Joseph Blackburn (1700 - 1765)

Lot 955: Attributed to Joseph Blackburn, (British/American, 1730-after 1777, active New England ca. 1755-1764), "Portrait of a Lady in Russet...

New Orleans Auction Galleries

March 18, 2018
New Orleans, LA, US

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Description: Attributed to Joseph Blackburn
(British/American, 1730-after 1777, active New England ca. 1755-1764)

"Portrait of a Lady in Russet Silk"

oil on canvas
28-1/4" x 23-1/4", framed 34" x 28-3/4"

Provenance: Estate of Dr. George Porter III, New Orleans, Louisiana.

Notes: When scholars first began to seriously study Early American portraiture within the larger framework of American art history, one of the main debates was how closely it was connected to and influenced by English portraitists; could it be considered a distinct style, or was it merely a location-based variation? Confusing the issue was the indisputable fact that many of these early American artists had lived, studied, or worked in England. In fact, it was not unusual for an artist to travel back and forth between the two countries and it is often difficult, if not impossible, to definitively track their travels.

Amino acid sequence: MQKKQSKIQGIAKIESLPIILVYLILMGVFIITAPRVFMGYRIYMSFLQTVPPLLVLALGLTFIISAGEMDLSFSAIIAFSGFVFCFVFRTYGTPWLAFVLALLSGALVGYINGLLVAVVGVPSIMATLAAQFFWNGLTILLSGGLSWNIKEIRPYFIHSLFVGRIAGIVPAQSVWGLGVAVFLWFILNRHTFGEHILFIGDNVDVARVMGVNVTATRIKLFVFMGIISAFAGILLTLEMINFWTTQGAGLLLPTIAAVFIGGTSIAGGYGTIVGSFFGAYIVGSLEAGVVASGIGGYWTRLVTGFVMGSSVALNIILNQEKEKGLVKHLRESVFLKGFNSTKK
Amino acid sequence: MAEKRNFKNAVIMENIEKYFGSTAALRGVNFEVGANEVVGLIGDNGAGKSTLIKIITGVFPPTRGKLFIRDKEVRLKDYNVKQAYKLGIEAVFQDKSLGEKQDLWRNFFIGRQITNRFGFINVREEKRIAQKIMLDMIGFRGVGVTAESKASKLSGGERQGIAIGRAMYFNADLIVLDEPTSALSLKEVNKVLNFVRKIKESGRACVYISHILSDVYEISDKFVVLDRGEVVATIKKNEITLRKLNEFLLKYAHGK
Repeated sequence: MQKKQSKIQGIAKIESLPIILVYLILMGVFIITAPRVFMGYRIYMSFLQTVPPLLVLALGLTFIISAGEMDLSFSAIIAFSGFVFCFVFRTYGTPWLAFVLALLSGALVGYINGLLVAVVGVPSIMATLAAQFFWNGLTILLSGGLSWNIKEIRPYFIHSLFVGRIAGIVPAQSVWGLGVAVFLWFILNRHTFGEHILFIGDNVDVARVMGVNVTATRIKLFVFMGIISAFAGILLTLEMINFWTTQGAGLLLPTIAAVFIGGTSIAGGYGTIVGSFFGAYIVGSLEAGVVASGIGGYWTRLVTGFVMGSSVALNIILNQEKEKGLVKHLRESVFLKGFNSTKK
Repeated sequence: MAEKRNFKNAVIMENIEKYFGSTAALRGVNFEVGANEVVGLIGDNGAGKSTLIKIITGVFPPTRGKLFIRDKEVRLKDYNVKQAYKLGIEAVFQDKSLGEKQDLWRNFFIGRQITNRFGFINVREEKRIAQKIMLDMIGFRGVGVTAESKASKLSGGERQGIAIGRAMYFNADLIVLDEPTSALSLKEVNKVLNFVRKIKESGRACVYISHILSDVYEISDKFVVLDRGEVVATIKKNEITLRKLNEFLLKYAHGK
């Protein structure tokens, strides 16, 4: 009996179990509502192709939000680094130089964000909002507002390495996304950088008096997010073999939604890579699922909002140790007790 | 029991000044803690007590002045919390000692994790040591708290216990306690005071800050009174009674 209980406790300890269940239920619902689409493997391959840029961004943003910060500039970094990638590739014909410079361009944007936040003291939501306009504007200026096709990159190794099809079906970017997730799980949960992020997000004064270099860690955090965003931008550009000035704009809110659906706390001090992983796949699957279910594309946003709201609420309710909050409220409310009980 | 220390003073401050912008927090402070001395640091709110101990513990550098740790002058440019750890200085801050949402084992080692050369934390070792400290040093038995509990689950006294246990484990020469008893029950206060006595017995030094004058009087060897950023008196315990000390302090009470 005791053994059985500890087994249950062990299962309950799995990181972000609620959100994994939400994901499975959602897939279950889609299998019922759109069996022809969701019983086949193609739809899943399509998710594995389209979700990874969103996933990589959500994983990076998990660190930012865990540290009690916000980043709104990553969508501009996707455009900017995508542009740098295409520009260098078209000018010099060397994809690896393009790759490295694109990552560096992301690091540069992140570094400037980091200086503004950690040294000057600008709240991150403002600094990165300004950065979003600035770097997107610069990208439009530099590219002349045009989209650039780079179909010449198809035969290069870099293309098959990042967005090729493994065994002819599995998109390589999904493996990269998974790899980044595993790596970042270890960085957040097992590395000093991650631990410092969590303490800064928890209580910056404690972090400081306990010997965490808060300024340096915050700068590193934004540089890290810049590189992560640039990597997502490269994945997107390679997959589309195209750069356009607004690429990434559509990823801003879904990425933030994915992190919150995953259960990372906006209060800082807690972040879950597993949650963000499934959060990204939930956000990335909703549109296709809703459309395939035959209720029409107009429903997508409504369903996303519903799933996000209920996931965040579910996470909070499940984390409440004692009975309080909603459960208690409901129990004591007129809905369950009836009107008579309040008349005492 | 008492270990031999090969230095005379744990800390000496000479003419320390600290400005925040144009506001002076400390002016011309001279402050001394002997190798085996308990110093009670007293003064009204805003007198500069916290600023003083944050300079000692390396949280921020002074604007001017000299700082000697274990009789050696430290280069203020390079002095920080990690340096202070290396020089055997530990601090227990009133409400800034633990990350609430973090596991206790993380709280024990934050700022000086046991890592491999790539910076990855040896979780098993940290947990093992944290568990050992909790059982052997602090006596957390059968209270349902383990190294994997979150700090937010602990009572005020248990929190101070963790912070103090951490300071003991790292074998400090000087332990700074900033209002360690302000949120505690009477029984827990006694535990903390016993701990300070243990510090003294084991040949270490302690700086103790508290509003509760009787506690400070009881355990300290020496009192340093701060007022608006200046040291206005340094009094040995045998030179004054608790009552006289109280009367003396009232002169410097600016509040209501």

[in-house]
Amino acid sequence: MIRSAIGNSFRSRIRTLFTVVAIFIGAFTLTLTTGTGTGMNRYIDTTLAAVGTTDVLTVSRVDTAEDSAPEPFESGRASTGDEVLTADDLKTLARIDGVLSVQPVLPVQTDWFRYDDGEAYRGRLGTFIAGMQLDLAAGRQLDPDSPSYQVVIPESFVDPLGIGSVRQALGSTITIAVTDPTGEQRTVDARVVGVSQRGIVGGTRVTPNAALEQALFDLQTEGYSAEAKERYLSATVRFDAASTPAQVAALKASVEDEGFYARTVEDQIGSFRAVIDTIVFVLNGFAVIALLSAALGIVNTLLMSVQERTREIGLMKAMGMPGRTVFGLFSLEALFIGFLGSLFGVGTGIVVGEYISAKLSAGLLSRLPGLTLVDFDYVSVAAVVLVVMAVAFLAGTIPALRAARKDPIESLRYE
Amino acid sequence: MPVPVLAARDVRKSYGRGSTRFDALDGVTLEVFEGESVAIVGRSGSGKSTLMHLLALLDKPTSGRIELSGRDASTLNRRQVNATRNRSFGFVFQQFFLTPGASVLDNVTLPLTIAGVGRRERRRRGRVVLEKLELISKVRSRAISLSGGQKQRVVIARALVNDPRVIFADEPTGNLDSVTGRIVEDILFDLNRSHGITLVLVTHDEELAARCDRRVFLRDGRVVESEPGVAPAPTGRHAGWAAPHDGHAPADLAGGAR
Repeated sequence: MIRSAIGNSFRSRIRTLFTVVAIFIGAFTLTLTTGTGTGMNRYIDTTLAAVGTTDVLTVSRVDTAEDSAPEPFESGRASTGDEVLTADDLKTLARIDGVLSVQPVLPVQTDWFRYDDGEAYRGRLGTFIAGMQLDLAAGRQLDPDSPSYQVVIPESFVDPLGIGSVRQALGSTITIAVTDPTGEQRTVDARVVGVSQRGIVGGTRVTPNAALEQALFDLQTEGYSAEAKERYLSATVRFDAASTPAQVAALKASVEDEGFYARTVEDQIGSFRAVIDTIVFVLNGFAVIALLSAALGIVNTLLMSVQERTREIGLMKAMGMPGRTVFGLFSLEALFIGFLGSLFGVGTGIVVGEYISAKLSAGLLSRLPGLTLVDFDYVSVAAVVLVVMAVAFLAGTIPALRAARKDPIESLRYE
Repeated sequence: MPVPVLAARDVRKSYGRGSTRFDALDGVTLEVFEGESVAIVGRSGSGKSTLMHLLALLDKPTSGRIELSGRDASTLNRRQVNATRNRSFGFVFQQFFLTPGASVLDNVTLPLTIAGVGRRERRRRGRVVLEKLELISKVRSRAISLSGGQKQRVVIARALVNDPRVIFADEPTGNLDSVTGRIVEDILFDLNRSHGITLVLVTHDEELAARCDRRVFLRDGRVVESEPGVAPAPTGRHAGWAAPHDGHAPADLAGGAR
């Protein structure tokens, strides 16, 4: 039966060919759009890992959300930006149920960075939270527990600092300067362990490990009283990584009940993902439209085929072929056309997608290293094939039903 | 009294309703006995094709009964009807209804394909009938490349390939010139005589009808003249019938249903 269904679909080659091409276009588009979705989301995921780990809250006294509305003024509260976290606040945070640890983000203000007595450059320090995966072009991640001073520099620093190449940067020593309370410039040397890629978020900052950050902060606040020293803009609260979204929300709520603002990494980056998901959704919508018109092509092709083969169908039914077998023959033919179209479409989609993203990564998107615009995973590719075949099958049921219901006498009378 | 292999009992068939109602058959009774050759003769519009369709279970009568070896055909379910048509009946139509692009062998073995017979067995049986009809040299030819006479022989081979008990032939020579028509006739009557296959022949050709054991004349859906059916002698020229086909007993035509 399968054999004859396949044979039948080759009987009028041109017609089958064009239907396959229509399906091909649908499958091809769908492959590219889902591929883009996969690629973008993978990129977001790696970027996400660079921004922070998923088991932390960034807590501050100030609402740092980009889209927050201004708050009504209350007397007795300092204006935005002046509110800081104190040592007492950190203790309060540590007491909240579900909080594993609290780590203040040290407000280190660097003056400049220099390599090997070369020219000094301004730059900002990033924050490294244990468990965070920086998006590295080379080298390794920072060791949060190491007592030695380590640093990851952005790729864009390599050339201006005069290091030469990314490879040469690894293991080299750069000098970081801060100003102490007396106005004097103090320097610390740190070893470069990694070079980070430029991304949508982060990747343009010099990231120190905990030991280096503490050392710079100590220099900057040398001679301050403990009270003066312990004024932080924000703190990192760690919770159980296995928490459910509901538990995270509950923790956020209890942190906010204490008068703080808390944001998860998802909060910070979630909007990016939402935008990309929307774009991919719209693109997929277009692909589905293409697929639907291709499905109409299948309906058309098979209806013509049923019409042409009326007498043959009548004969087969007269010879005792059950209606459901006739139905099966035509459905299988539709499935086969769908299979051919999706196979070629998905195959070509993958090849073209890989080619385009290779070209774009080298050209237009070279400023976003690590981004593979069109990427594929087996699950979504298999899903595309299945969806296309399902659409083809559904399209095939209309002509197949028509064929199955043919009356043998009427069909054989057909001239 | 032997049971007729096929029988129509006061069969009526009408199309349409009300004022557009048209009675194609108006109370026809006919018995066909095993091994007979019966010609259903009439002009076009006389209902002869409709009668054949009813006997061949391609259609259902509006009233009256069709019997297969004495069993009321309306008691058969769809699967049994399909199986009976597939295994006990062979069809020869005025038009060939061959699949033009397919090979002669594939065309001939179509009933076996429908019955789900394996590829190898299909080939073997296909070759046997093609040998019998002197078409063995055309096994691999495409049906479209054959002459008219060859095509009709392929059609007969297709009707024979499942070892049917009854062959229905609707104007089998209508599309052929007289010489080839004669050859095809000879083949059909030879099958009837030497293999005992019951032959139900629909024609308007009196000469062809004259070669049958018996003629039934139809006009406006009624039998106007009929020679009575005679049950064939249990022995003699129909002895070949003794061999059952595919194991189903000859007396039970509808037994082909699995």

One such artist was Joseph Blackburn. Little is known of Blackburn's education or artistic experience, though it is likely that he apprenticed in the studio of a London portraitist. Much of his earliest work, spanning from his beginnings in England, and including his years in Bermuda and New England, reveal the influence of mezzotints of the 18th-century English masters of portraiture; figures are within a half or full oval surround, and there is a decided emphasis on the fabrics and accoutrements of wealth and prestige, often at the expense of true likeness.

The two portraits offered here reveal several key characteristics of Blackburn's approach to portraiture: thin compressed lips with distinctive deep dimples at the corners, full cheeks and fleshy, rounded chins, strong linear bridge of nose, and what has been referred to as his "rococo palette" of clear blues, pinks and reds. They are less opulently dressed than some of his full-length or multi-figural portraits, but are strikingly similar to his "Portrait of a Woman", ca. 1762, now conserved at the Brooklyn Museum, New York, or "Portrait of Anne Saltonstall", at the San Antonio Museum of Art, Texas.

References: Miles, Ellen G., ed. The Portrait in Eighteenth-Century America. Newark: University of Delaware Press, 1993; Dresser, Louisa, "The Background of Colonial American Portraits: Some Pages from a European Notebook". Proceedings of the American Antiquarian Society, April 1966, Vol. 76, Issue 1, pp. 19-58; Barratt, Carrie Rebora. "Faces of a New Nation", The Metropolitan Museum of Art Bulletin, Summer 2003, Vol. LXI, No. 1, pp. 5-55.
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